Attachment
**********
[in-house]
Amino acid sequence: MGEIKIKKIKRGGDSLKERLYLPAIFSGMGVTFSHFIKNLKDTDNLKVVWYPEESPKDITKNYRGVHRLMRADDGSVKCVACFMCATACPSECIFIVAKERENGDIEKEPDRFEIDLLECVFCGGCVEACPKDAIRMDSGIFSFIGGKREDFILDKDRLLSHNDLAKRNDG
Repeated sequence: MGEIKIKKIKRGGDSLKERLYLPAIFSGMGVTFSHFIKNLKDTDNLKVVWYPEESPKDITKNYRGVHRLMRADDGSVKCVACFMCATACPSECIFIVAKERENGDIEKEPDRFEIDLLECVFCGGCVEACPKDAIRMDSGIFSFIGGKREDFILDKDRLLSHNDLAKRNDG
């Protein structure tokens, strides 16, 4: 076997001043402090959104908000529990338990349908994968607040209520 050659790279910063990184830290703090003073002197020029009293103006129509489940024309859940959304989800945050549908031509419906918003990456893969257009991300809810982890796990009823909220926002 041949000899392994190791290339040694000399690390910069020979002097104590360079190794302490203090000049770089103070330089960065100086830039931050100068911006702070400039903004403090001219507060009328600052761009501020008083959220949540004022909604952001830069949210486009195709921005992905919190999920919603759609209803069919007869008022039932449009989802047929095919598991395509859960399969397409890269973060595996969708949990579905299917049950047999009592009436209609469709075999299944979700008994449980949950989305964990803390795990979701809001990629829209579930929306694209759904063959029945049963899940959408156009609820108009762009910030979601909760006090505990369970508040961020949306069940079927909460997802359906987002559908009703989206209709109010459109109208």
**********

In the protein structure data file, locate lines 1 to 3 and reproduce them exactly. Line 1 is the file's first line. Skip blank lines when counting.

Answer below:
[in-house]
Amino acid sequence: MGEIKIKKIKRGGDSLKERLYLPAIFSGMGVTFSHFIKNLKDTDNLKVVWYPEESPKDITKNYRGVHRLMRADDGSVKCVACFMCATACPSECIFIVAKERENGDIEKEPDRFEIDLLECVFCGGCVEACPKDAIRMDSGIFSFIGGKREDFILDKDRLLSHNDLAKRNDG
Repeated sequence: MGEIKIKKIKRGGDSLKERLYLPAIFSGMGVTFSHFIKNLKDTDNLKVVWYPEESPKDITKNYRGVHRLMRADDGSVKCVACFMCATACPSECIFIVAKERENGDIEKEPDRFEIDLLECVFCGGCVEACPKDAIRMDSGIFSFIGGKREDFILDKDRLLSHNDLAKRNDG